“To give you an idea of my state of mind I can not do better than compare it to one of those rooms we see nowadays in which are collected and mingled the furniture of all times and countries. Our age has no impress of its own. We have impressed the seal of our time neither on our houses nor our gardens, nor on anything that is ours. On the street may be seen men who have their beards trimmed as in the time of Henry III, others who are clean-shaven, others who have their hair arranged as in the time of Raphael, others as in the time of Christ. So the homes of the rich are cabinets of curiosities: the antique, the gothic, the style of the Renaissance, that of Louis XIII, all pell-mell. In short, we have every century except our own—a thing which has never been seen at any other epoch: eclecticism is our taste; we take everything we find, this for beauty, that for utility, another for antiquity, still another for its ugliness even, so that we live surrounded by debris, as if the end of the world were at hand.” (Alfred de Musset)

Once upon a time… the ways of medieval passion and myth-loving and modern empirical scientific methods had been parted long since. Infallibility of the Catholic dogma was already been questioned a few decades before, first in pure theological matters, fuel enough for murderous conflict at the dawn of the Early Modern Age and scrutinising the physical image of the world almost immediately followed suit, by Copernicus, Galilei and all the other late Renaissance heroes of science. There were quite a few, however, who found their calling in sleuthing the mysteries of God’s creation with a bit more attention to detail beyond deducing global coherences. It was a second and third generation of Northern Renaissance men who concerned themselves with topics such as embryology, unicorns, runic script and Bronze Age tombs, to name but a few of their interests. And there was an institution, almost developed to an art form all by itself, that bridged the gap between celestial matters and very mundane frills and furbelows, the Cabinets of Wonder, the Wunderkammer.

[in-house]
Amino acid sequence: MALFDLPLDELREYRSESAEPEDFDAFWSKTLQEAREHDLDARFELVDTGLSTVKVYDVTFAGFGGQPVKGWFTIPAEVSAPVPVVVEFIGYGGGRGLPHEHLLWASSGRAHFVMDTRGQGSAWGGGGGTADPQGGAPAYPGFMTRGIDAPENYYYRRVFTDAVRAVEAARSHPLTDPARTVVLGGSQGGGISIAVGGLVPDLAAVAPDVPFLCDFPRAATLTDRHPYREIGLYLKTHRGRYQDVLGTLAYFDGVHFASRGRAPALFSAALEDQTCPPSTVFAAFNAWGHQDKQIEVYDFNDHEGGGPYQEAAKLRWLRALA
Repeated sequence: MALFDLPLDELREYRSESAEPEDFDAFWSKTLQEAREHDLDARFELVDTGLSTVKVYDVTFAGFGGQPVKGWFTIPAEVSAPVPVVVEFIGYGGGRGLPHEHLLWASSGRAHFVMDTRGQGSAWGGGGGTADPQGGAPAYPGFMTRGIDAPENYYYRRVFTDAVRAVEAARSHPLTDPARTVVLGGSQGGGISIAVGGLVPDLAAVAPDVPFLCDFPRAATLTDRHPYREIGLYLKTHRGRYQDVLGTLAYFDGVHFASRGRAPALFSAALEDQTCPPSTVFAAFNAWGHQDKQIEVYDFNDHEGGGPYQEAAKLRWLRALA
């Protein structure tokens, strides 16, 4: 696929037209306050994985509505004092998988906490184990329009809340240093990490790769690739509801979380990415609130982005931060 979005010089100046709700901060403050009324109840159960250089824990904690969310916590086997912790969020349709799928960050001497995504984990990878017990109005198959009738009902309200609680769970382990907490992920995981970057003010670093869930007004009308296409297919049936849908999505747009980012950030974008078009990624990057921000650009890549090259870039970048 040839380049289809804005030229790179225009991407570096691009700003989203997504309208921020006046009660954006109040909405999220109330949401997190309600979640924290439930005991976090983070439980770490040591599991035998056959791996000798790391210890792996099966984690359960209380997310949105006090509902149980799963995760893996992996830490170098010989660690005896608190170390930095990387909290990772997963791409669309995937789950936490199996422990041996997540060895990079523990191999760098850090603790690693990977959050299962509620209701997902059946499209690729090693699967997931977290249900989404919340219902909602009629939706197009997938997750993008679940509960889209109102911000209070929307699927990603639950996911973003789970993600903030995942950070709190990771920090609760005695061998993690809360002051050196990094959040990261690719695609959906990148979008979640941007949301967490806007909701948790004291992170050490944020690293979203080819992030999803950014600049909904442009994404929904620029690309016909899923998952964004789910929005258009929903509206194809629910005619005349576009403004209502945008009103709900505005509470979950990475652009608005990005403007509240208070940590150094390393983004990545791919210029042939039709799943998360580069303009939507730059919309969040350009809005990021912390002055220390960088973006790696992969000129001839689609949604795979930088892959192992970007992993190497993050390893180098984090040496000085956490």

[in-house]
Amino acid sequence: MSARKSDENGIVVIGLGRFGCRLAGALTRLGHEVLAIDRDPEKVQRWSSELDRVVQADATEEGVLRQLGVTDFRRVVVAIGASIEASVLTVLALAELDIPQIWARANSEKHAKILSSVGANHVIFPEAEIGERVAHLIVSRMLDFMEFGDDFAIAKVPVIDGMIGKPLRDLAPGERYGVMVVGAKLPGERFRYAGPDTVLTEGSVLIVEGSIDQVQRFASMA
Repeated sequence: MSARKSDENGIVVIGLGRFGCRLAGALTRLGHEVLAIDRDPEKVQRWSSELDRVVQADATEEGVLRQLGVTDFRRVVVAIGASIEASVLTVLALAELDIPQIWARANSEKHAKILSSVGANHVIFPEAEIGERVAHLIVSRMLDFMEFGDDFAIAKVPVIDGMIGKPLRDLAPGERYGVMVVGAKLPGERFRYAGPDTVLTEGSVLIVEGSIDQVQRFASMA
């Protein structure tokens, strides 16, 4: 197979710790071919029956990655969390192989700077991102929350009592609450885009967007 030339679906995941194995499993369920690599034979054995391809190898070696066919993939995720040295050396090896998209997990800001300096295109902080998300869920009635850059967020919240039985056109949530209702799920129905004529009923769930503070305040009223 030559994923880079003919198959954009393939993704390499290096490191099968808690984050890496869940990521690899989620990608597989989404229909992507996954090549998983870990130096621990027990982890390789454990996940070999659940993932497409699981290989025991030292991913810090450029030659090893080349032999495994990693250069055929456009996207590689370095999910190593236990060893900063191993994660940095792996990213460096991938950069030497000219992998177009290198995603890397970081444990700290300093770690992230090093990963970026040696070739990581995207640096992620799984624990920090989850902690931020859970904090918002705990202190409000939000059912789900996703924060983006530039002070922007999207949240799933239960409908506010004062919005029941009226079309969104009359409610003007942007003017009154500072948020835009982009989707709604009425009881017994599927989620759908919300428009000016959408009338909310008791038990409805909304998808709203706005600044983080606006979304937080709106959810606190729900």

Echoing the old “like above so below”, the maxim of Hermetic Magic, quite fashionable back in the day as well, Cabinets of Wonder were regarded as microcosms uniting all varieties of science with exhibits of natural history and geology as well as pieces of what we today would regard as belonging to the ethnographic or archaeological variety or simply as objets d’art. It was the equivalent of a very tangible professorial dissertation cum natural history museum with a dash of the P.T. Barnum spirit. Every so often, exhibits were intended fakes.

Below you’ll find a collection of tales collected and told in this very spirit, for you to wonder and marvel at: